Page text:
Photo: Khanh Chi
Singaporean study of 165 C-level executives across nine Asian markets reveals the key attributes of leadership success in the region.
A study by the Human Capital Leadership Institute (HCLI) and Singapore’s National Centre of Excellence, in partnership with Tata Communications, reveals the interesting nuances of Asian leadership on the back of in-depth conversations with 165 C-level executives across nine countries in Asia.
“Leadership Mosaics Across Asia” is an in-depth study that provides insights into the similarities and differences in leadership characteristics across the continent, giving a detailed orientation into the region’s organizational cultures and providing leadership lessons.
The study reveals that while Vietnam’s business leaders are able and adept at dealing with volatile situations, their general lack of exposure to other cultures and approaches hampers their potential for global leadership. This may change as overseas-educated Vietnamese begin to return from overseas in greater numbers, but leaders interviewed still believe it will take ten to 15 years before high-potential Vietnamese emerge as global leaders.
One leader opined that Vietnam’s relatively young population lacks leadership experience in general, and before even considering global leadership the immediate challenge in many foreign companies is to develop local leaders for their Vietnam operations. Ultimately, while it may be some time before Vietnamese global leaders emerge and reach a critical mass, senior business and HR leaders should continually monitor high-potential individuals and consider the possibility of accelerating their development pathway.
These unique insights provide global businesses with rich perspectives on how best to navigate towards success in the region. Aside from Vietnam, other markets researched are China, India, Indonesia, Japan, Malaysia, the Philippines, Singapore and Thailand.
Ms. Su-Yen Wong, CEO of HCLI, said that the study uncovered different ways of leadership in Asian countries with honest insights that will advance leadership development in the region.
“Succession planning and the challenge of finding the ‘right’ Asian talent to step into senior roles for Asian operations has always been one of the top issues that keep CEOs awake at night, for both Asian conglomerates and multinational corporations (MNC’s) operating in Asia,” she said.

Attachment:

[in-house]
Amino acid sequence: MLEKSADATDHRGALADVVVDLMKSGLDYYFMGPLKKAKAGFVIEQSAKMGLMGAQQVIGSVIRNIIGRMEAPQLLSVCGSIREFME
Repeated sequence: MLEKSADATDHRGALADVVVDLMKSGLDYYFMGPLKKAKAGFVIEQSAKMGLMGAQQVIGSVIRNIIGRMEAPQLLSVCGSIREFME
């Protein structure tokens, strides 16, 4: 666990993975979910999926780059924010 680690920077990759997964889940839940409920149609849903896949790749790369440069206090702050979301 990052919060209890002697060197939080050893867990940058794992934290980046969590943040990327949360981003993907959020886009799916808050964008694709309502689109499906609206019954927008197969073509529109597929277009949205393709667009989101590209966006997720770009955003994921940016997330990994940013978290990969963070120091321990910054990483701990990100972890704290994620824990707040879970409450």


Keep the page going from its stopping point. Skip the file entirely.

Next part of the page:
Speaking at the release of the research, Mr. Vinod Kumar, Managing Director and CEO of Tata Communications Group, said: “We appreciate the nuances of different styles of leadership, just as we value the diversity and color that this brings. We are honored therefore to be associated with the HCLI’s ‘Leadership Mosaics Across Asia’ study.”
“Technology and digital communications are changing the way in which business is conducted today,” he went on. “Business leaders are starting to build interconnected ecosystems and are collaborating across their industry platforms like never before. And at the heart of this digital transformation is the very real need for human connection and emotional intelligence. This HCLI study helps us deconstruct and understand myriad leadership styles across many geographies and cultures. For at the end of the day, all roads lead to leadership.”
“Taking the role of an emerging business leader in Vietnam is challenging and interesting at the same time,” said Ms. Tieu Yen Trinh, CEO of HR consultants Talentnet. “As a business decision-maker in the modern age, leadership is not just about managing a transition while maintaining business growth. In fact, leaders are urged to go the extra mile every day to connect people, develop resources, create a healthy working environment and, most importantly, drive business.”
“From my own experience as well as certain observations during the past 20 years while working with so many CEOs in Vietnam, the very first step to achieve these is to redefine the leadership style and find yourself the most appropriate one and ‘transform’ it to be more in line with the cross-cultural context and fast-paced development.”